The unfolding civil unrest

All of this has taken political analysts and parties by surprise

An incident that took place at the Combined Military Hospital (CMH) in Muzafarabad, the capital of Pakistan occupied Jammu and Kashmir (POJK), is an indication of what might come next.

On September 7 a young man switches his mobile phone camera on and begins to record the conversation he is having with a military personal which in minutes turns into an argument followed by an assault on the civilian.

The young man is asking for medical assistance for a relative he has brought to the CMH for medical attention. But the military guards in full uniform stop him at the gates and would not allow him to enter the premises.

They ask the young man to stop filming but he continues to record. In the end another guard approaches him and beats him into submission.

The military stationed in PoJK has become highly anxious about civilians in recent days. This is because of the on-going civil unrest in PoJK against the sky rocketed taxes imposed on electricity bills.

Pakistan buys electricity from PoJK for less than Rs 4 per unit and then sells it back to PoJK at a rate of up to Rs 53 per units.

Protests that began four months ago have now spread all across PoJK. School children have also joined the protest rallies chanting slogans against and its military.

An agreement signed between the then PoJK government and government of Pakistan back in 1962 has now surfaced and has become another source of national humiliation for the residents of PoJK.

According to the agreement Pakistan’s ministry of ports and shipping solely owns the fishing and boating rights on all dams that are constructed in PoJK using rivers that flow through PoJK.

On September 5, Pakistan federal board of revenue (FBR) announced that two new check posts would be established at Kohala crossing point and at Mangla- Mirpur road. This has angered the population of PoJK even more.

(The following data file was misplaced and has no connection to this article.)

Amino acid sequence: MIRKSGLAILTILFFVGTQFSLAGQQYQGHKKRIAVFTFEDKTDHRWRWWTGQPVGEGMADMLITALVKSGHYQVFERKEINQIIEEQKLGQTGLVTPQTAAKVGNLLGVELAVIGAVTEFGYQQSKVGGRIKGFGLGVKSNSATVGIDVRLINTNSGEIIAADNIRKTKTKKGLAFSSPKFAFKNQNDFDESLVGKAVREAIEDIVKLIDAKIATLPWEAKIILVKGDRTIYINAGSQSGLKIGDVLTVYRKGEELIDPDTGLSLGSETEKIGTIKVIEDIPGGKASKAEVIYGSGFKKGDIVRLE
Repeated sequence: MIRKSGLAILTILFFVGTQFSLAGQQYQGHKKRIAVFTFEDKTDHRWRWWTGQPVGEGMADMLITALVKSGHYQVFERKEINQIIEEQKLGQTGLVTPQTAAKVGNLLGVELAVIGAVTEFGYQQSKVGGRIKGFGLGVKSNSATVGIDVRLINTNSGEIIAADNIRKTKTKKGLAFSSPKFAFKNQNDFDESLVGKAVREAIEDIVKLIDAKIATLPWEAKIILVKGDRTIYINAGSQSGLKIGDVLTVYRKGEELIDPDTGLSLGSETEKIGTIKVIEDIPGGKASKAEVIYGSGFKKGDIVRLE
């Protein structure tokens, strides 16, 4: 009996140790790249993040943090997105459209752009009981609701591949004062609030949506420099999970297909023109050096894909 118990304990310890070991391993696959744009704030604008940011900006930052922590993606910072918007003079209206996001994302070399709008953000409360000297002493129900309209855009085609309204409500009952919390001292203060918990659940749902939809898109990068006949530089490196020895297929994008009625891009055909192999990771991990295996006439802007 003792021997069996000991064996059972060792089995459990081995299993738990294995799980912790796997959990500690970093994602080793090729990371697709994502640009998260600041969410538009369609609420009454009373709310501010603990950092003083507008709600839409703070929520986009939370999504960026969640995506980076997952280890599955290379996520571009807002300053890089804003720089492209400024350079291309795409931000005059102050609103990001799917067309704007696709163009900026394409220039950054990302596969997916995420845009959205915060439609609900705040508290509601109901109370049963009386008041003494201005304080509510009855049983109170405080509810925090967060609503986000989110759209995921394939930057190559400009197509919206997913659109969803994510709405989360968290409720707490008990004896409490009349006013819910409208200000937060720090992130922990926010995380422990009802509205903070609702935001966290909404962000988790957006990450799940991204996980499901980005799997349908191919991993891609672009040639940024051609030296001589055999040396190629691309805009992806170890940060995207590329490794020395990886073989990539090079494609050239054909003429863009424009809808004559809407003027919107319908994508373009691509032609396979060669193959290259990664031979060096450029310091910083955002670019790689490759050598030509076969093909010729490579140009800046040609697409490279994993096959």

Contrary to claims made by the FBR that it will be able to save Rs 60 billion annually that is currently being lost in smuggling, the locals see this development as yet another act by Pakistan to trick them into paying custom duties worth billions of rupees.

On September 6, a shopkeeper locked up Bashir Ahmed for not clearing his previous dues. Ahmed is an employee of the dysfunctional medical college in Muzafarabad where 157 employees of the college are on strike due to non- payment of salaries for months forcing them to buy daily essentials from local shops on credit.

However, with no possibility of receiving salaries in the near future in sight, the shopkeepers have not only stopped giving credit but are now demanding that the previous outstanding balance should be cleared at once.

Thousands of government employees have not received any salaries for the past 20 months. Their families are starving and children have been taken off the school register due to non-payment of tuition fees.

All of the above is being repeated in every single city and town in PoJK. And even villagers have now begun to come out in protest demonstrating how deep the resentment against increased taxes and Pakistan runs in today’s PoJK society. The recent outburst of anger and bitterness is being seen as a culmination of 76 years of occupation and oppression of PoJK by Pakistan.

In Pakistan occupied Gilgit-Baltistan (PoGB) public anger is such that hundreds of thousands of protestors are now openly asking for the PoGB border with India to be reopened so that they can resume trade with Ladakh.

All of this has taken political analysts and parties by surprise and lack of any concrete analysis of ground realities has added to their confusion.

Traditional political parties have fallen into blankness and are unable to guide the civil unrest to a logical conclusion.

None seem to have a tangible perspective because they had been blowing the ‘triumphant’ tunes that were handed over to them by the Pakistan military establishment.

While the IMF is conducting experiments to revive a long dead Pakistan economy by applying shock therapy tactics and panic sale of the country’s assets is underway, the spirits of an angry people in both PoJK and PoGB swing like a pendulum between hope and despair.

Enhanced hope can turn the tide of the history of our region in a fruitful way with the deliverance of freedom.

However, if the pendulum swung further towards despair then the world could be on the verge of witnessing yet another religious-fanatic genocide and a tsunami of counter-revolution from which the sub-continent will not be able to recover for generations to come.

Dr Amjad Ayub Mirza is an author and a human rights activist from Mirpur in PoJK. He currently lives in exile in the UK.

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